Most modern businesses rely heavily on data and analytics to operate successfully, but user errors can easily compromise the integrity of those data and analyses. If the accuracy or consistency of your data are compromised, you won’t be able to rely on the insights you gather.
According to insightsoftware, “any mistakes in that information can have serious consequences that spread across departments.” The article goes on to say, “Avoiding such incidents isn’t easy because when errors creep into the data, they’re hard to recognize, and even harder to remove. As a result, they tend to linger and propagate, spreading misinformation and misunderstanding wherever the dubious data gets used or shared. Depending on the error, [the organization] may have a wildly inaccurate understanding of performance.”
So what steps can you take to control user errors in a data-dependent environment?
Work From a Single Source of Truth
Your first job is working from a single source of “truth.” Oftentimes, mistakes creep into your organization because your workers are juggling many different sources. They’re referring to half a dozen different management platforms, and might be drawing data from multiple different reports. If you consult two different sources, you might end up with two completely different versions of the story.
You can fix this by keeping all canonically relevant data confined to a single source. Or, if you need to manage data in many different places, establish a hierarchy for which sources take precedent when there is a contradiction.
Rely on Automated Processes Whenever Possible
Automation is valuable because it saves you time, eliminating the need for man-hours being spent; however, it’s also valuable because it’s almost impossible for an automated system to make a mistake, so long as it’s programmed properly. If you can automatically draw data and enter it into the proper fields, your employees will never have the chance to make a mistake. Obviously, automation isn’t an appropriate option for all modes of data entry or analysis, but it can be highly effective when utilized in a way that showcases its strengths.
Standardize the Data Entry Process
Data entry almost always has room for errors, so do your best to standardize the data entry process. Create a standard operating procedure (SOP) for entering data, explaining the exact formatting and operations necessary to minimize the chance of errors. This way, there will be less room for erroneous procedures to creep into individual approaches; there will be a single source of truth for procedures.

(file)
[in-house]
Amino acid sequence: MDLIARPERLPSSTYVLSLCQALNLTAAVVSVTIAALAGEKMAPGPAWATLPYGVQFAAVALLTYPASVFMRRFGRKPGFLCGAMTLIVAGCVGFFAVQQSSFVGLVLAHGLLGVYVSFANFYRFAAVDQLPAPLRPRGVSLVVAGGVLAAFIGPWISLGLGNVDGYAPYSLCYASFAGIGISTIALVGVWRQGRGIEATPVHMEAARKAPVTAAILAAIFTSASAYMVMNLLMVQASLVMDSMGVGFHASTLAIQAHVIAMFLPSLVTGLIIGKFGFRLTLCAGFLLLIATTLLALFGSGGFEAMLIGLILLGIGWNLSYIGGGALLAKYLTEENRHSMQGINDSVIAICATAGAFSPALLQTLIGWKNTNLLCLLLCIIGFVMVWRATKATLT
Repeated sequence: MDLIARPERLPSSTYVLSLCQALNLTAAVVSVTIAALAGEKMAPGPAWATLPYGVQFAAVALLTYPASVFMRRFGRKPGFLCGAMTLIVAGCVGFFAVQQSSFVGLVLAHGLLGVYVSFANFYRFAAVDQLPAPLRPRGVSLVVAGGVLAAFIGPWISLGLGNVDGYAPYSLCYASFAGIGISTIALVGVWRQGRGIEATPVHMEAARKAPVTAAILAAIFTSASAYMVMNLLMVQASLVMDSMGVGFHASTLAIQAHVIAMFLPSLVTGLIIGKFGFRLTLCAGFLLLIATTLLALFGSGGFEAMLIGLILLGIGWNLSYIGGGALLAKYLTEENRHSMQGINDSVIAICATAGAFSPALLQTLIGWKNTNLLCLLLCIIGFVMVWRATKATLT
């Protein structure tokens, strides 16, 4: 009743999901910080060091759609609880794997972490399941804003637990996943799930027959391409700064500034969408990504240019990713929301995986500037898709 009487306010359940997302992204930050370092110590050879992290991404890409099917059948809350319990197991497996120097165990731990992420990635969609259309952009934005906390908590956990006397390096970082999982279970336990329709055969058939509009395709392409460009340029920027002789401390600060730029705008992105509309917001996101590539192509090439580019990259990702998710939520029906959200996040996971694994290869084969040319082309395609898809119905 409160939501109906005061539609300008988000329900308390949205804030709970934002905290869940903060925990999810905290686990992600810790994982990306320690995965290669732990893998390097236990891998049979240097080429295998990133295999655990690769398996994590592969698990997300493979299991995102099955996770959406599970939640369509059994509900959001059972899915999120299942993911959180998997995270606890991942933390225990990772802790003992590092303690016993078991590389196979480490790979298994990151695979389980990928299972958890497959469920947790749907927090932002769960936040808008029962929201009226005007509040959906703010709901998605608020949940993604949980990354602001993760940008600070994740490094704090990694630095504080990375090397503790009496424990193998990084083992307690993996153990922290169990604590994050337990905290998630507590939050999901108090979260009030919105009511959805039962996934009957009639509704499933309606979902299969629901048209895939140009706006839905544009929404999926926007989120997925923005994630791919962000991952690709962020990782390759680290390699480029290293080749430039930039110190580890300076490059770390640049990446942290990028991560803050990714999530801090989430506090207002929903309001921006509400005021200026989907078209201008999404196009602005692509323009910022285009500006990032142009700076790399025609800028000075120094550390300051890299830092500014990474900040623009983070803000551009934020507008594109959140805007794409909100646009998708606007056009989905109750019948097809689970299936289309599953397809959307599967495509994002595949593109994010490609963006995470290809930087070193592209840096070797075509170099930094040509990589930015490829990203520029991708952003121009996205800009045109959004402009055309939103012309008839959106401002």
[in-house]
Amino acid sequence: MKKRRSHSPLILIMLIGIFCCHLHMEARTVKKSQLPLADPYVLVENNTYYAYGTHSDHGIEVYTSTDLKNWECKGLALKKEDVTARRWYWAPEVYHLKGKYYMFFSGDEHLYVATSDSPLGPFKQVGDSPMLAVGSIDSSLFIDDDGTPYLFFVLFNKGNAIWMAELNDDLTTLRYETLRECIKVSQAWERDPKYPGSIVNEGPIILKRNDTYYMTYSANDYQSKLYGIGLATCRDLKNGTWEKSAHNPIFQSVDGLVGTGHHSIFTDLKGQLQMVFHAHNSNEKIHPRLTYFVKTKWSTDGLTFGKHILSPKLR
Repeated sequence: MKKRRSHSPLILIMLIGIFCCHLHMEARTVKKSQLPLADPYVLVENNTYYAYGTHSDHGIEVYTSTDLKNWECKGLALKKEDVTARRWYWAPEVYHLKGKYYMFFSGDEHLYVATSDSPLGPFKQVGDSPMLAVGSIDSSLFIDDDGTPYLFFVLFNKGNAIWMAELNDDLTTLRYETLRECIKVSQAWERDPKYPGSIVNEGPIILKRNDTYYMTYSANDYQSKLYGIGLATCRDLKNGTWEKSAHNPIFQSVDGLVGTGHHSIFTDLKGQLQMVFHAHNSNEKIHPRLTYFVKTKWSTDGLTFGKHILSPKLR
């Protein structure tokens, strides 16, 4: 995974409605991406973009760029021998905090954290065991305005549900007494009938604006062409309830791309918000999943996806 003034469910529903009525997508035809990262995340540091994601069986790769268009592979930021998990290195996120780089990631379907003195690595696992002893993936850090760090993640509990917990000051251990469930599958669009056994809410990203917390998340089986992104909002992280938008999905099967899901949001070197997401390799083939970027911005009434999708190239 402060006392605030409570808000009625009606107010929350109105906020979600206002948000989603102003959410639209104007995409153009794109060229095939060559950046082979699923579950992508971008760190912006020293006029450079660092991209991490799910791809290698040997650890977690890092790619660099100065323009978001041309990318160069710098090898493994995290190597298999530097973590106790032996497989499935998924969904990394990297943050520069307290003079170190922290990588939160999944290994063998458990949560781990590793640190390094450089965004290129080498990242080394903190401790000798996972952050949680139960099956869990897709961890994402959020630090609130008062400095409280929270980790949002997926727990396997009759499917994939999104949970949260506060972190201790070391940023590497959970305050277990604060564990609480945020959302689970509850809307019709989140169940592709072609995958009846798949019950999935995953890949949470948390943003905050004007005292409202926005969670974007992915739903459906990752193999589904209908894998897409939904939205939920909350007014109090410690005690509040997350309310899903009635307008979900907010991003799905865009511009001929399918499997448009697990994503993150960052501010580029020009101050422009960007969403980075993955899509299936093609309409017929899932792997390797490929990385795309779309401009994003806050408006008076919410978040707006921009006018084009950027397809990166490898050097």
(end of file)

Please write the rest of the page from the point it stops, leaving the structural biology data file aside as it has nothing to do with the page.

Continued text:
Provide Training to Employees
It’s typically not enough to put your standardized procedures into writing, though it is essential. You’ll also have to invest more time into training employees, including mastering these concepts:
- The importance of data. First, you need to train and educate employees on the importance of preserving data. Teach them to respect the numbers they’re entering, and value what they mean to the organization overall.
- Accuracy over speed. There’s always a tradeoff between accuracy and speed; the faster an employee goes, the lower their accuracy is going to be. Train your employees to work deliberately and cautiously, rather than rushing through their tasks.
- Double-checking. All employees should be competent and confident in double-checking their own work. Teach them to catch their own mistakes early (and correct them).
Instate Supervision and Reviews
Even with employees committing themselves to double-checking their own work, it’s important to instate supervision and other high-level reviews. This can be hard to balance, because adding new roles to the data management team and adding more man-hours to the process can compromise the efficiency of the operation. However, periodic reviews can catch mistakes early and serve as a preventative measure that encourages employees to be more consistent.
Hire and Use Ample Resources
Sometimes, mistakes creep into your data because employees are overwhelmed. If they’re excessively stressed, or if they’re responsible for entering too much data, they’re naturally going to slip up. You can mitigate this by making sure you’ve spread the workload evenly, hiring new people when possible to shoulder the burden of new responsibilities. You can also institute policies and rewards that give people plenty of time and resources to manage their stress.
Gather Feedback and Improve
Finally, and perhaps most importantly, work to gather feedback from your employees about your data management systems. Are there any inefficient processes that could be sped up? Are there problems with how your data is received, or how it’s entered in the system? Use feedback to make new improvements regularly.
You won’t be able to eliminate all user errors, no matter how much of an effort you make. Do your best to learn from the mistakes you catch, and continue to refine your processes for gathering, inputting, and analyzing data.
Larry Alton is a professional blogger, writer, and researcher who contributes to a number of reputable online media outlets and news sources. A graduate of Iowa State University, I’m now a full-time freelance writer and business consultant.